Lyndon Baines Johnson: Remarks on the Gulf of Tonkin Incident

(1964)

Lyndon B. Johnson assumed the presidency in the wake of the assassination of John F. Kennedy in November of 1963. He gave his Speech to Congress on Assuming the Presidency five days after the assassination, pledging to advance the domestic programs and initiatives of his predecessor and, in foreign affairs, to balance U.S. military strength with restraint. He met with success on the first front but is considered to have failed on the second. In trying to deal with the worsening military situation in Southeast Asia, he made the fateful decision, in 1964, to expand American involvement in South Vietnam—despite the uncertain military intelligence concerning North Vietnamese aggression in the Gulf of Tonkin. In his Remarks on the Gulf of Tonkin Incident, he lays out the rationale for a military response in the region. The wider war that Johnson had promised to avoid soon became a reality, but by 1968, when he left office, the United States had still be unable to prevail in...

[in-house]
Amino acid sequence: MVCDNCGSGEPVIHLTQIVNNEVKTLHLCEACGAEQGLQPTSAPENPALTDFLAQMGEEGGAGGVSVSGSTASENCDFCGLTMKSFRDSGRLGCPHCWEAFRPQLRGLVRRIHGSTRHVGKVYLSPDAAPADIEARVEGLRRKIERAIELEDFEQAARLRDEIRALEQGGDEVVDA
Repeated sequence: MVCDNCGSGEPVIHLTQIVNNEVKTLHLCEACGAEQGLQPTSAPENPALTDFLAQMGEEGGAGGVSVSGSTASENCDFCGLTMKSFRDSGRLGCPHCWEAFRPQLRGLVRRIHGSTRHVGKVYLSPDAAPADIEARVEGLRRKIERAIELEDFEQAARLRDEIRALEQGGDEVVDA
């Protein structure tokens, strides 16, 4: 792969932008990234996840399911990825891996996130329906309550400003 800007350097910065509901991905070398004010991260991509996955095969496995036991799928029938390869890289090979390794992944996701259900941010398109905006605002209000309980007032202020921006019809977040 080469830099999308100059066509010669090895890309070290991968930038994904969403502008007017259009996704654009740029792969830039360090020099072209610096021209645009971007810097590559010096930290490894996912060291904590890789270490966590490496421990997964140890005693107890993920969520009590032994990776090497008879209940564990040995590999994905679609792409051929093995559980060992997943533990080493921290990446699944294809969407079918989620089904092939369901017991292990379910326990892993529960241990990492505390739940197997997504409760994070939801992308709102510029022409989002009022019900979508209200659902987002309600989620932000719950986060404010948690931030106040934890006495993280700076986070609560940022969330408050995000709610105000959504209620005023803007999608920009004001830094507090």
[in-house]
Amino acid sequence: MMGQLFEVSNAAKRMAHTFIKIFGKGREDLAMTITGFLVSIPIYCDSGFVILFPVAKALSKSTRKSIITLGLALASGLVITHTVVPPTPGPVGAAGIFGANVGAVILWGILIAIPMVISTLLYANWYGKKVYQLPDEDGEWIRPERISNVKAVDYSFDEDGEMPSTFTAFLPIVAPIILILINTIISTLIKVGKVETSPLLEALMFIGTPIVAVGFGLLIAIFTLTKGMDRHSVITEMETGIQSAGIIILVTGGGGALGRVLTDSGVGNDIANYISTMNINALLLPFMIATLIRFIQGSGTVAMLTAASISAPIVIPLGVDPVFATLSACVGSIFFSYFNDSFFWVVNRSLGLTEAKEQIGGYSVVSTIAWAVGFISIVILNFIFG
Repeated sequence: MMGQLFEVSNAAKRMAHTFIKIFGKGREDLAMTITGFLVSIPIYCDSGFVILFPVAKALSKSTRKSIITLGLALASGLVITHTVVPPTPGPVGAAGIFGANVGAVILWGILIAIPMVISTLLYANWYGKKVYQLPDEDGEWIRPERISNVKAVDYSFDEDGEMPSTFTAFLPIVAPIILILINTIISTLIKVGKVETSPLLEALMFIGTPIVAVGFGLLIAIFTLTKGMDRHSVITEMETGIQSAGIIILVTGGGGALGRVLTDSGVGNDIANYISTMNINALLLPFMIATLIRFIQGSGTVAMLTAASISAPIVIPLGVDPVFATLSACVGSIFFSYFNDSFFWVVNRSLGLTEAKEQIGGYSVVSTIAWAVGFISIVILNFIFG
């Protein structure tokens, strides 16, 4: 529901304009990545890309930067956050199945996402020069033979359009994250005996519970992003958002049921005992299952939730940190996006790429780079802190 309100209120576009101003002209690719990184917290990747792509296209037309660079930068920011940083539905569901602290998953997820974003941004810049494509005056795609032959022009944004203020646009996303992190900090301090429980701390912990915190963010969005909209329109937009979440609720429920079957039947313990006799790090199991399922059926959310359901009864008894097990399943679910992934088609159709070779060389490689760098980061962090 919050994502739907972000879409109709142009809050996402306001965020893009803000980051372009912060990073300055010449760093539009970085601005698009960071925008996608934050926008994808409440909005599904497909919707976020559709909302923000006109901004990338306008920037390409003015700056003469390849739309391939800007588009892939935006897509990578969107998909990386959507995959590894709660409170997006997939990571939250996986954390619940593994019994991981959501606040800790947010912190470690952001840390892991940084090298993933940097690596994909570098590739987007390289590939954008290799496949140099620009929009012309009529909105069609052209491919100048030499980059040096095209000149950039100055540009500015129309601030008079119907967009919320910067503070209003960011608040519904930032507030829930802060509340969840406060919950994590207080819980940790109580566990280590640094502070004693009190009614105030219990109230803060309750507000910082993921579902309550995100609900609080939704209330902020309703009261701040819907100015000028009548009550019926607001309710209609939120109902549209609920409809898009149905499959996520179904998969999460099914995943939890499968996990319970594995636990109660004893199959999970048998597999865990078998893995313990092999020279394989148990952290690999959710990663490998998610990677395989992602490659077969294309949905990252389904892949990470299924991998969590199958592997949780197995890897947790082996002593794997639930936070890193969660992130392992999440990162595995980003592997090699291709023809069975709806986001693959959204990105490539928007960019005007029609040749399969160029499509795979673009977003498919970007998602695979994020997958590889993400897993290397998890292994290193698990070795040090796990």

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Lyndon Baines Johnson (Library of Congress)

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